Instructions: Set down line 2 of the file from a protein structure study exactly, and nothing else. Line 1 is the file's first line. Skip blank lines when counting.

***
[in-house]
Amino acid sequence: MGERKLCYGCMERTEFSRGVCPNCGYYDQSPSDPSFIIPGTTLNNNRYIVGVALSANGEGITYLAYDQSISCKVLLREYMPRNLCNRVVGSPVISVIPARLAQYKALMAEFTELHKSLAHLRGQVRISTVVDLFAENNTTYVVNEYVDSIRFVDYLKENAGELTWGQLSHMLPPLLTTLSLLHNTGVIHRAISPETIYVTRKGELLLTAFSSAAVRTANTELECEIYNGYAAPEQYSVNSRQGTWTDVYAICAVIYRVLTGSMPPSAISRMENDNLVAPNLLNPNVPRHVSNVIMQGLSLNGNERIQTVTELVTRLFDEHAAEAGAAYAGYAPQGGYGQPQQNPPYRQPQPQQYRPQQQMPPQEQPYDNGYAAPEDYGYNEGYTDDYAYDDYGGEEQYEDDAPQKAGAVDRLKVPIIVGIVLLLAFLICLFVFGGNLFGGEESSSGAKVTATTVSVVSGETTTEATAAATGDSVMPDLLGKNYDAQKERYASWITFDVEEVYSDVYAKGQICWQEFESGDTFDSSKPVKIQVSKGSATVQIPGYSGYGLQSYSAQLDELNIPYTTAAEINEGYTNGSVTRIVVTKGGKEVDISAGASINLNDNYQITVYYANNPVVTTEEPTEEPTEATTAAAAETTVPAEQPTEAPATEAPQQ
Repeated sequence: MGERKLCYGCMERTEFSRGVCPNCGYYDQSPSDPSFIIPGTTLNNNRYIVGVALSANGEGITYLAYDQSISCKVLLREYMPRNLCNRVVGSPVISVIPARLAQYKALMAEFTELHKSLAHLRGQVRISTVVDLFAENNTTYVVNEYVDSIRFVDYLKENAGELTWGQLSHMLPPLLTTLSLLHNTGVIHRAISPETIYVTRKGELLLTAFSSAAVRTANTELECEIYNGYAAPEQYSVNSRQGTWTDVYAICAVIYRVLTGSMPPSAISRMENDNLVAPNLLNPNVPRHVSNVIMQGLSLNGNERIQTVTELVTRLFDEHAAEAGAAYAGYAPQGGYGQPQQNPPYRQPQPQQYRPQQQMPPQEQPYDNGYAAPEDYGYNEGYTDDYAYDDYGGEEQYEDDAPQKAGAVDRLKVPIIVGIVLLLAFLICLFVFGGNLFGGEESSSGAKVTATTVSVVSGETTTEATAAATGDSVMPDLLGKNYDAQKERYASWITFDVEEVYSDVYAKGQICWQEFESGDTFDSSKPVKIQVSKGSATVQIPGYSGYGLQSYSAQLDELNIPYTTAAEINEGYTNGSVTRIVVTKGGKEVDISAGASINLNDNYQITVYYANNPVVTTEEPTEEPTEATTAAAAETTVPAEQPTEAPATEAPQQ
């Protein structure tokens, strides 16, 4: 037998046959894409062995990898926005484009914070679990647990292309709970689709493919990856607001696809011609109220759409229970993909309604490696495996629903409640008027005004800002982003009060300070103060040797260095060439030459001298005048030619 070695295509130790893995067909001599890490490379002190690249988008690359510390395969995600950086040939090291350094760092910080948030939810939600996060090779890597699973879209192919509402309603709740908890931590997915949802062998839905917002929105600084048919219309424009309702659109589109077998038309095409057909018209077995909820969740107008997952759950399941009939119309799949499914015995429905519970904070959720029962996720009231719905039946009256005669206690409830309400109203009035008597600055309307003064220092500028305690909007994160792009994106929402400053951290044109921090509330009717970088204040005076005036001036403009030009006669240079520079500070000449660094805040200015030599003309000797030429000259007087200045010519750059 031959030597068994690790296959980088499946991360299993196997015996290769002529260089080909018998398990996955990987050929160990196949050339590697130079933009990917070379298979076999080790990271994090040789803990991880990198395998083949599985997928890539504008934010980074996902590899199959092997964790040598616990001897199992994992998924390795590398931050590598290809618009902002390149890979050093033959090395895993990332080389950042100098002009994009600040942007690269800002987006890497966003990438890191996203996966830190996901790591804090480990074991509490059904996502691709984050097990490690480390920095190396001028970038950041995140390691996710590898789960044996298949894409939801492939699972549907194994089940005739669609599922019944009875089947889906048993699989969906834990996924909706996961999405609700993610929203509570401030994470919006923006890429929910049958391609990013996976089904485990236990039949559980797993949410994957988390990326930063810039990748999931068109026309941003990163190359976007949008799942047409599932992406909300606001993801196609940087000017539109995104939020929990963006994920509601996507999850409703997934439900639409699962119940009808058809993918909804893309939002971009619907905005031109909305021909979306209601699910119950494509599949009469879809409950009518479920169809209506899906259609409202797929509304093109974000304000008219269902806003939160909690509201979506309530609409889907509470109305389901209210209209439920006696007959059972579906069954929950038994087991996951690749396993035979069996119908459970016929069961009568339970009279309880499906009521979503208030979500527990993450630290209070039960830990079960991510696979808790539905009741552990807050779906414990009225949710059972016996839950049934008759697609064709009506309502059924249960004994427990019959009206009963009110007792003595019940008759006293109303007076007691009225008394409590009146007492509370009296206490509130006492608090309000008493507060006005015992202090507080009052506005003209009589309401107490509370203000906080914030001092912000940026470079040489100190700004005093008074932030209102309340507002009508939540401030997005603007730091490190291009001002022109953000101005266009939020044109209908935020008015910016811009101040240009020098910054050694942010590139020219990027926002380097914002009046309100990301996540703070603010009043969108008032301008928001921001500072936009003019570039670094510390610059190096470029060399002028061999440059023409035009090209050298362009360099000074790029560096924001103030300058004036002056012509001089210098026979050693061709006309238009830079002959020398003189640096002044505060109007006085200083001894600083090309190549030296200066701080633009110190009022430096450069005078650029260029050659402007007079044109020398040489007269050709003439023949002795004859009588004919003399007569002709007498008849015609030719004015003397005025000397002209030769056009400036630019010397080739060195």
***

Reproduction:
Amino acid sequence: MGERKLCYGCMERTEFSRGVCPNCGYYDQSPSDPSFIIPGTTLNNNRYIVGVALSANGEGITYLAYDQSISCKVLLREYMPRNLCNRVVGSPVISVIPARLAQYKALMAEFTELHKSLAHLRGQVRISTVVDLFAENNTTYVVNEYVDSIRFVDYLKENAGELTWGQLSHMLPPLLTTLSLLHNTGVIHRAISPETIYVTRKGELLLTAFSSAAVRTANTELECEIYNGYAAPEQYSVNSRQGTWTDVYAICAVIYRVLTGSMPPSAISRMENDNLVAPNLLNPNVPRHVSNVIMQGLSLNGNERIQTVTELVTRLFDEHAAEAGAAYAGYAPQGGYGQPQQNPPYRQPQPQQYRPQQQMPPQEQPYDNGYAAPEDYGYNEGYTDDYAYDDYGGEEQYEDDAPQKAGAVDRLKVPIIVGIVLLLAFLICLFVFGGNLFGGEESSSGAKVTATTVSVVSGETTTEATAAATGDSVMPDLLGKNYDAQKERYASWITFDVEEVYSDVYAKGQICWQEFESGDTFDSSKPVKIQVSKGSATVQIPGYSGYGLQSYSAQLDELNIPYTTAAEINEGYTNGSVTRIVVTKGGKEVDISAGASINLNDNYQITVYYANNPVVTTEEPTEEPTEATTAAAAETTVPAEQPTEAPATEAPQQ